I'm using FatBrain now, hopefully they won't screw up either.

Your dollar holds real power in the eyes of the suits. Use it, and if you convince a few people to join you, you lend your messages (email comments usually) real power.

And it's a no-brain and no-effort task with today's competition.


The other's have affiliate programs as well. (2)

slashkitty (21637) | more than 14 years ago | (#1467648)

There are other better affiliate programs out there. As I recall, [] had
a pretty good deal. And the computer books were often a better price then AMZN.

Re:USA standards really are low! (1)

trickfx (99466) | more than 14 years ago | (#1467649)

well, the injunction against Barnes and Noble was already issued, so some judge somewhere thinks that it will at least hold up in US courts.

Re:RMS on a rampage (3)

luge (4808) | more than 14 years ago | (#1467650)

Umm, only if it's not GPL. If you are purely GPL, and distribute only GPL software, then he is all in your favor. It's not about money- it's about code freedom. I know that is hard for some people to grasp, but it's really not that difficult- money and code are completely separate in his eyes, and as long as you do the right thing in the one sphere you can do whatever in the other.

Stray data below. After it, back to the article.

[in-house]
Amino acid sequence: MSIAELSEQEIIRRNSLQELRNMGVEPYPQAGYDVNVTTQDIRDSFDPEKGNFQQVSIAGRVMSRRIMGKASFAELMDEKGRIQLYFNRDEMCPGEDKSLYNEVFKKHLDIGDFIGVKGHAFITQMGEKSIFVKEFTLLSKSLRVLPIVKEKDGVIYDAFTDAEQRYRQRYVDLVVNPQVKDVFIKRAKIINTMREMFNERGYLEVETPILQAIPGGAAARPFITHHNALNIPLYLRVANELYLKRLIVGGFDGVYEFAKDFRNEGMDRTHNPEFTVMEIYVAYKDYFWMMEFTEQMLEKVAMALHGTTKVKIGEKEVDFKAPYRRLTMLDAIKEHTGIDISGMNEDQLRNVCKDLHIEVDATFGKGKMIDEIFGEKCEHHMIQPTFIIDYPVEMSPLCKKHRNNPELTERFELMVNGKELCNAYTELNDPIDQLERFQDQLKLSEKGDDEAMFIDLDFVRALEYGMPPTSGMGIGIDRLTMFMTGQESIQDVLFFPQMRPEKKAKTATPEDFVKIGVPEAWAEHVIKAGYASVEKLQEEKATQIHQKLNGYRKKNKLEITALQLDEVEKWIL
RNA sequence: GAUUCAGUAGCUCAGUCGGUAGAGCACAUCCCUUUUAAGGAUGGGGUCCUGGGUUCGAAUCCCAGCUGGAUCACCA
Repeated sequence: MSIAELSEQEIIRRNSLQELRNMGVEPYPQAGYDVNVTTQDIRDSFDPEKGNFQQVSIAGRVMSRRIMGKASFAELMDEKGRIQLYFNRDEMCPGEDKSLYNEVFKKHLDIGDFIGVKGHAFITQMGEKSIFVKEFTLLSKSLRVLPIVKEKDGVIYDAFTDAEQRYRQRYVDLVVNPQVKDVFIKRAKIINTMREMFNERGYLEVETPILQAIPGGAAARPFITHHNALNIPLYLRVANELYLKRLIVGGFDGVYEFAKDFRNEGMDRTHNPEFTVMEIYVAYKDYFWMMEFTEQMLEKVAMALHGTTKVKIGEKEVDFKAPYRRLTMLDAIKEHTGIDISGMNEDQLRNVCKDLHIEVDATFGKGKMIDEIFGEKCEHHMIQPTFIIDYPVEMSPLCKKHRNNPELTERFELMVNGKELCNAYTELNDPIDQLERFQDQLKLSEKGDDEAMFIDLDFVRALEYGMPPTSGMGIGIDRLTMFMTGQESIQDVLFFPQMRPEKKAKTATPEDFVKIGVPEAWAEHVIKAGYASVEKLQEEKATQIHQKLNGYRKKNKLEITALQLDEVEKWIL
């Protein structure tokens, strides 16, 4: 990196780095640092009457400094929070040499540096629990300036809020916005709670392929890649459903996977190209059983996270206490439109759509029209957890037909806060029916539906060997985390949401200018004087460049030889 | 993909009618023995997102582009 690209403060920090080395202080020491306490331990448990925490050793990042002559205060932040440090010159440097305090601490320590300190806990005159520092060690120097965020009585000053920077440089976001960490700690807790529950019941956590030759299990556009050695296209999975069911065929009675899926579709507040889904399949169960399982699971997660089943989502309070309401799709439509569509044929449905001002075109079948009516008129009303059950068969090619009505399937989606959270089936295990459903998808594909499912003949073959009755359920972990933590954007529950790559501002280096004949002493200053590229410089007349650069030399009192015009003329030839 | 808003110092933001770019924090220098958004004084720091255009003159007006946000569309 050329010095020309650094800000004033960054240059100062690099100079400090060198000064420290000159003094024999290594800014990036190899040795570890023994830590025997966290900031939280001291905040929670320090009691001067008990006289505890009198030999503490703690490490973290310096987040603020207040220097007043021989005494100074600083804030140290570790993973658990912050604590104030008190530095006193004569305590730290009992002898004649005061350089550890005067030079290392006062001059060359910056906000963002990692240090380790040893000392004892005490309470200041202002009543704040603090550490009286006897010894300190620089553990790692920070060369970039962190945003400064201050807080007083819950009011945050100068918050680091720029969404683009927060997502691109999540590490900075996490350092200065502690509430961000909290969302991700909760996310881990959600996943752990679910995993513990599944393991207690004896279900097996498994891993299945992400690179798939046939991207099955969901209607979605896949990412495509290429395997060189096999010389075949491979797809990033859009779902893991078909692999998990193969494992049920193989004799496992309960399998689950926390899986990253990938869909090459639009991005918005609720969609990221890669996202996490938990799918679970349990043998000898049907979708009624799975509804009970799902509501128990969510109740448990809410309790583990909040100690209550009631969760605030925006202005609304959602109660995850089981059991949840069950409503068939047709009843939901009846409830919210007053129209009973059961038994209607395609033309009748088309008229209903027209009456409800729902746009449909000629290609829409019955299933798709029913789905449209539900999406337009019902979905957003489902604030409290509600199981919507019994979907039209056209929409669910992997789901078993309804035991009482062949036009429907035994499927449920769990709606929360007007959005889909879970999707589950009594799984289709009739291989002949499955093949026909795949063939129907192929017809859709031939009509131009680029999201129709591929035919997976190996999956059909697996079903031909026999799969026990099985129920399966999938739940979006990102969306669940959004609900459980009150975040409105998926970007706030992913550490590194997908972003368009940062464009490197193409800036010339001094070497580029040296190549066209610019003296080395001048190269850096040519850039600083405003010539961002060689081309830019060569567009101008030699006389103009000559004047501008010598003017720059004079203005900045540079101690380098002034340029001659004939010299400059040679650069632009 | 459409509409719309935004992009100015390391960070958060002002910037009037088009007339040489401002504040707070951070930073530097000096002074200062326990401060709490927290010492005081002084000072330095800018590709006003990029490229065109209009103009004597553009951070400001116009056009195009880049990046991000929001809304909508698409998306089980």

Why not boycot REdhat? (0)

Anonymous Coward | more than 14 years ago | (#1467651)

Why doesnt redhat do something for the community and buy the LZW patent from unisys and save us all from crap.

Patent office to blame? (1)

the_tsi (19767) | more than 14 years ago | (#1467652)

No, Sue's to blame! Doesn't anyone read the credits?!


E-Boycotts work (2)

Greyfox (87712) | more than 14 years ago | (#1467653)

Etoys is apparently taking a beating over their browbeating of Hopefully likewise, Amazon.

Re:isn't this a little extreme? (1)

jmv (93421) | more than 14 years ago | (#1467654)

The fact that Amazone helps some Linux sites isn't an issue here. Bill Gates gives a lot of money to all kind of non profit organizations (not to mention the new MIT building). Does that mean the DOJ should drop all charges against Microsoft since, Bill's just a nice guy after all!

No (3)

Pentagram (40862) | more than 14 years ago | (#1467655)

I have to admit, there's some practices that Amazon engage in which I entirely support. They actively encourage deep linking (unlike a few companies we've been debating) and they've really embraced the idea of getting people to help them sell books in return for a share in the cash. And they give out some groovy free gifts (my post-it notes are even now proudly displayed on my desk :)